IRS Levying Massive FBAR Penalties?
by: Christopher Klug – Washington DC Tax Attorney
The Internal Revenue Service (“IRS”) has significant discretion to levy large (“FBAR”) penalties and as of recently has been using this discretion to impose or threaten large penalties in FBAR audits. This is causing US tax practitioners frustration with the IRS due to what practitioners see as the IRS being inflexible, heavy-handed with penalties, and presuming willful violations of reporting obligations in every case. This highlights the importance for clients who are not compliant with their US reporting obligations, to become compliant as soon as possible through either the Streamlined Filing Compliance Procedures (“SFCP”) or Offshore Voluntary Disclosure Program (“OVDP”) as the circumstances justify.
FBAR penalties can be significant and this is the reason it is important to review the IRS enforcement of FBAR penalties. The FBAR maximum penalty for non-willful violations is $10,000 per account per year for up to six years. The maximum FBAR penalty for willful violations is the greater of $100,000 or 50 percent of the aggregate balance of the unreported account per year for up to six years. While legally permissible to impose six years of willful penalties for a total of 300 percent of an account’s value, the IRS issued a memorandum in 2015 that capped the total penalty amount for all willful violations at 100 percent of the aggregate balance of the unreported account.
One practitioner reported that his client, originally from another country, is 75 years old and has resided in and worked in the United States for many years. She also suffered from multiple strokes and is legally blind. Several years earlier, her father, who still lived in the foreign country died. Following his death, the client sold her offshore real estate and deposited the proceeds into a local foreign bank. The client did not give the matter much more thought. Her old accountant died and when she hired a new accountant the accountant informed her of her FBAR filing obligation. The IRS audited the client and is insisting the willful penalties should be imposed. This would appear to be a clear case of a non-willful violation, nonetheless, the IRS is asserting willful penalties.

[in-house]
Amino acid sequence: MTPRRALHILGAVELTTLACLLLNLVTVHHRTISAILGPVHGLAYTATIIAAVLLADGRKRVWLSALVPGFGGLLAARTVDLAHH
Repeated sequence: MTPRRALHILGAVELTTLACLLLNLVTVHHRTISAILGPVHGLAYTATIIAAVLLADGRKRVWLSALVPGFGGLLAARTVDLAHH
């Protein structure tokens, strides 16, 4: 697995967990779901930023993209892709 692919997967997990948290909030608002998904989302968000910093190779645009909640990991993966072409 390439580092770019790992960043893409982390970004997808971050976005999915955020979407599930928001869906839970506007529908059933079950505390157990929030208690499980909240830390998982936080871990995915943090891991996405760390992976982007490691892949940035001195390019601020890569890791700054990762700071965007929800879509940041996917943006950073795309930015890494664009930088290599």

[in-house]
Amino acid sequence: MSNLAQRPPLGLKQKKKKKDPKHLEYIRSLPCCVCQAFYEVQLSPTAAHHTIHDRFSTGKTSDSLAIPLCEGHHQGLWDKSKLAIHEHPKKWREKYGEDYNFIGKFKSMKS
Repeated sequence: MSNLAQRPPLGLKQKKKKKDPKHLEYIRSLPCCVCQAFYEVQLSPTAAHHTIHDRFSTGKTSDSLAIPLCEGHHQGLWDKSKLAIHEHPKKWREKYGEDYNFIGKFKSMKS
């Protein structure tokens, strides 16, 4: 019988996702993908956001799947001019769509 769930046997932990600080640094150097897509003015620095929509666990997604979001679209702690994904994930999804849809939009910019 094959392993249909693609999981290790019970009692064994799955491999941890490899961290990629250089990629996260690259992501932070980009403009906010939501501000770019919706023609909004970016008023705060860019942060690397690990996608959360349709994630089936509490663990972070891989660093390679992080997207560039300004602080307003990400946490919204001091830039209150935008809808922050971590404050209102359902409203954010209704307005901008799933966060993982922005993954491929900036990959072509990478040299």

There is another example where the IRS is considering a multi-million-dollar penalty on an FBAR that was filed three months late, even though the related audit revealed a tax refund was due. This would clearly represent an excessive penalty given the circumstances and tax refund that is due. This situation also highlights the fact that it is important to timely file the FBAR.
Under a common-sense approach to willfulness, it’s clear that many individuals who face FBAR exams should be considered non-willful. However, the IRS is classifying nearly every taxpayer coming forward as willful.
The IRS is increasing FBAR audits and its use of information document requests to seek FBAR information. It appears the IRS strategy is that if the IRS can develop an FBAR compliance issue, then the taxpayer will be on their heels, hostage to a massive penalty, even though the FBAR penalty is unrelated to any tax issue.
Both the American Bar Association and American Institute of CPAs agree that in determining appropriateness of FBAR penalties that age, education, health, language barriers, mental capacity, communication with advisers, ties to country where the account is located, compliance history, source of funds, and involvement with the account should be considered in determining willfulness of the conduct. The IRS should develop similar standards as benchmarks so that there is sufficient guidance of how the IRS will determine willfulness.
Early FBAR Enforcement
An FBAR filing requirement has existed for US persons since 1971, the IRS more or less ignored it at least in terms of enforcement until relatively recently. For several decades, there were relatively few FBAR cases brought only where there was outright, unequivocal tax evasion. This started to change about a decade ago with the tax-evasion scandal involving Swiss Bank UBS, when more benign actors were caught up and the civil FBAR penalty became a go-to punishment for the IRS.
The IRS and Treasury Department reacted to the UBS scandal by enforcing the FBAR horrendous penalty regime to encourage those who were hiding assets overseas to avoid US taxation to come into compliance voluntarily or else face the stiff monetary and criminal penalties. As with most laws, the stiff penalties were aimed at tax evaders, who were knowingly using foreign bank accounts to evade US tax, also caught a significantly larger group of innocent, otherwise law-abiding taxpayers in its net, especially those who happened to be US citizens living outside the US.